Link to Contemporary Art Evening Auction @ Sotheby’s New York:

Christie’s New York - 20th Century Evening Sale

(fig. 3) Pablo Picasso, Femme Assise Près d'une Fenêtre, 30 October 1932.

Oil on Canvas, 146 x 114 cm. Private Collection

On 13 May, two days after the 21st Century Evening Sale, is Christie’s 20th Century Evening Sale. Again, it is an evening auction that conglomerate all the biggest names in the history of Avant-Garde art — Claude Monet, Vincent van Gogh, Barbara Hepworth, Mark Rothko, Andy Warhol, Zao Wou-Ki (赵无极 / 趙無極). However, boasting the higher estimate at 50,000,000 USD, Picasso’s Femme Assise Près d'une Fenêtre, or Woman Sitting by a Window (30 October 1932; Lot 15 B; fig. 3), is undeniably the brightest star of the evening.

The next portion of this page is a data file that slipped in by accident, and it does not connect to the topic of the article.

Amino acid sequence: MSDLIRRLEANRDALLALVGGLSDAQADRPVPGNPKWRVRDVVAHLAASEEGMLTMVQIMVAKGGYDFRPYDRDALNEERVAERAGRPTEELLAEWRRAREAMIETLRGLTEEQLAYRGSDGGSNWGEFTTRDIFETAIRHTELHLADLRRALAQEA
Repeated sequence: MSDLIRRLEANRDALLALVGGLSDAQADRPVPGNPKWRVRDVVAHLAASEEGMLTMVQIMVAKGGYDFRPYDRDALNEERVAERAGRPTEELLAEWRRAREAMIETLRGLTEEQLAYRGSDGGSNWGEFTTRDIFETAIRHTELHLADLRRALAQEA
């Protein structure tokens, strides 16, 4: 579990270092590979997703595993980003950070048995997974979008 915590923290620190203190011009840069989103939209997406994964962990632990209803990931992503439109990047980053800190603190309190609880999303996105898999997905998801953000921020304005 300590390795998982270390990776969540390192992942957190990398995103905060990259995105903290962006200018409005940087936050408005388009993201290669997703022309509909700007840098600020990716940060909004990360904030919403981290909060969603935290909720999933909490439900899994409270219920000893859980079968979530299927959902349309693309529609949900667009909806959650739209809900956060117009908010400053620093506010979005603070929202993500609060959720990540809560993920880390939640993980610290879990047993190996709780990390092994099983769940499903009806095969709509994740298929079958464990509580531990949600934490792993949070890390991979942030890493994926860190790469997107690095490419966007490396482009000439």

The paining depicts Picasso’s underage lover, Marie-Thérèse Walter. As is widely known, Picasso and Walter, who was underage when they began their affair, had a problematic relationship. Walter has thus become the inspiration for some of Picasso’s most sought-after drawings, paintings, and sculptures. While this young lover frequently appears as a nude woman lying passively in repose, Femme Assise Près d'une Fenêtre shows a woman who is very much self-aware, present, and alert. Nonetheless, the audience can still sense the sensuality just oozing from the painted surface; nonetheless, the female figure in the picture is still ultimately controlled and manipulated by the ‘puppet master’…